September Equinox

As the warmth of summer begins to wane, and the daylight hours get shorter,we are reminded that the Equinox is not far away. A day of equal day and equal night. Being curious, I looked at how several traditions viewed this time of year. Let me share some of these with you.

In the Greek tradition, this Equinox is the sign of Autumn. It is when the Goddess Persephone leaves our world and her mother Demeter, to return to the Underworld and her husband, Hades. Persephone is both the Maiden and the Queen, depending who she is with: her mother or husband. Her lessons relate to personal power, birth, death and rebirth. This is a good time to enact rituals for protection and security. It is also a good time to reflect upon successes and failures from the previous months.

The Buddhist celebration of Higan (or Higan-e) celebrates the spiritual move from the world of suffering to the world of enlightenment. The word “Higan” means “other shore” and refers to spirits of the dead reaching Nirvana after crossing the River of Existence. It is a time of year to remember and honor the dead.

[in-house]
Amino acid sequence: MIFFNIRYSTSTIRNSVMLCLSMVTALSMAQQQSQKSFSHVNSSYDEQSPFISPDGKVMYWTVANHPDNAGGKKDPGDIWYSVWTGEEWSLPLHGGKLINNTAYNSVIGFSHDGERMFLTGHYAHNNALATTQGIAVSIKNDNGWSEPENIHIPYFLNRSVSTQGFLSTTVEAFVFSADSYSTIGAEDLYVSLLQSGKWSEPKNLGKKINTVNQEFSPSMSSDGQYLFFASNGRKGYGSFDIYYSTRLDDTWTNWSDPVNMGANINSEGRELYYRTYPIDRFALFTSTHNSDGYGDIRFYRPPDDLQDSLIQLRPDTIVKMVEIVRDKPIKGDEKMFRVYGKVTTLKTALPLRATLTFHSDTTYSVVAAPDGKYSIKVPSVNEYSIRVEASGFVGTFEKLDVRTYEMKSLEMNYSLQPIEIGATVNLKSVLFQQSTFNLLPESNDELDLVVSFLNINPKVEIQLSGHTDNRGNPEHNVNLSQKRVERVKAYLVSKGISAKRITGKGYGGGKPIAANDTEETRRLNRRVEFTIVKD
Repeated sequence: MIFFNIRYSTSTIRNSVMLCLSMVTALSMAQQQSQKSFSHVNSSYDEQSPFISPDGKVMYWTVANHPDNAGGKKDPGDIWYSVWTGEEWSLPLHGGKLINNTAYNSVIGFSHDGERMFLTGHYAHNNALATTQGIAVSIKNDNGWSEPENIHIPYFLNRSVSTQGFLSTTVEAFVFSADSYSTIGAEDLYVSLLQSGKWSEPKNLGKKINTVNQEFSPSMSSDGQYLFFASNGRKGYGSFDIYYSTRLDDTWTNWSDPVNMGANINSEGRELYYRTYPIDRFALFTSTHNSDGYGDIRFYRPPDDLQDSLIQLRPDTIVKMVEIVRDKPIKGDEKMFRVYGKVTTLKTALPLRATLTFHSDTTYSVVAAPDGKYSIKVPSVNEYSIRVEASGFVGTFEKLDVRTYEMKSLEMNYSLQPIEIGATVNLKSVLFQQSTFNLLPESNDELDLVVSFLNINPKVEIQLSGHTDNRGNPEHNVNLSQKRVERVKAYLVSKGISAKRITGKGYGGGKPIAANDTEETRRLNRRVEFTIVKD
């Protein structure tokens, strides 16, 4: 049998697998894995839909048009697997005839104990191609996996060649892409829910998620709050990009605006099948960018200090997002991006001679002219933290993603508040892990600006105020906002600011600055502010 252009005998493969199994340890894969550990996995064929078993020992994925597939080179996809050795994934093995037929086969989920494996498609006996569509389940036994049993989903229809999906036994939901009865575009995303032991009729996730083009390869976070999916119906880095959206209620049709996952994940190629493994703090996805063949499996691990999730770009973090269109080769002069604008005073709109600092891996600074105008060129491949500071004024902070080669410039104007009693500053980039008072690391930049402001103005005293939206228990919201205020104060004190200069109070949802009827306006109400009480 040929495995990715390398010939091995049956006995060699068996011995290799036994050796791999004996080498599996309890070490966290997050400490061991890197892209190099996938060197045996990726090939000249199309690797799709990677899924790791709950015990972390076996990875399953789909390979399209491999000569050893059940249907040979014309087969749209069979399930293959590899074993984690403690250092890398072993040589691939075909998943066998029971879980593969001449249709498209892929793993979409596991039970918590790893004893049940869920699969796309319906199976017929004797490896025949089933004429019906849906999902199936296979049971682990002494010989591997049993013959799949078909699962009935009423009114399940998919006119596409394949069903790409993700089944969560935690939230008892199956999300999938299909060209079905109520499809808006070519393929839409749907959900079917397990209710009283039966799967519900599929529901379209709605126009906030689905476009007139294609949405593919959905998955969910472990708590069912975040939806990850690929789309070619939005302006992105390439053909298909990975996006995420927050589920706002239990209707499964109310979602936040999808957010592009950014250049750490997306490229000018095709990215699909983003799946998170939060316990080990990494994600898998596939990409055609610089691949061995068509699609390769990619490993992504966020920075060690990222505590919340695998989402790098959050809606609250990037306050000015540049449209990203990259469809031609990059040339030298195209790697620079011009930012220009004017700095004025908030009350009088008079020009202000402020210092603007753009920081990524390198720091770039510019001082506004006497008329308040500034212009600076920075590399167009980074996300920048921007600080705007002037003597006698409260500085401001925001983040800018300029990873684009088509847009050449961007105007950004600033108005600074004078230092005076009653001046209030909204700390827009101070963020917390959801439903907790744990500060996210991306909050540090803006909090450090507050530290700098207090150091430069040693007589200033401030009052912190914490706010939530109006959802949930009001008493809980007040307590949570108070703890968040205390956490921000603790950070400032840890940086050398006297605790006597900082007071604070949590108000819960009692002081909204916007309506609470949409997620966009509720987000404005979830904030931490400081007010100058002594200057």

Pagans celebrate Mabon, one of eight Sabbats. It celebrates the second harvest and beginning of winter preparations. It is considered a time to respect the impending dark while giving thanks to the sunlight.

Over time, Christians replaced the Pagan Equinox with more Christianized observances. Michaelmas, which is the Festival of Michael and All Angels, falls on September 29th. This was thought close enough to the Equinox to be the chosen celebration. Another name for this celebration is “Festival of Strong Wills”. It makes you wonder who or what they really meant by this name!

Although not held on the Equinox, but rather on the Full Moon, the Chinese Mid-Autumn Festival celebrates the abundance of summer’s harvest. The main food is called Moon Cake, which is filled with lotus, sesame seeds, duck egg or dried fruit. This food originated from the tradition of making offerings to the Sun in the Spring and the Moon in the Autumn.

These are but a few of the ways the end of summer has been celebrated. Create your own tradition to honor the changing of the seasons.

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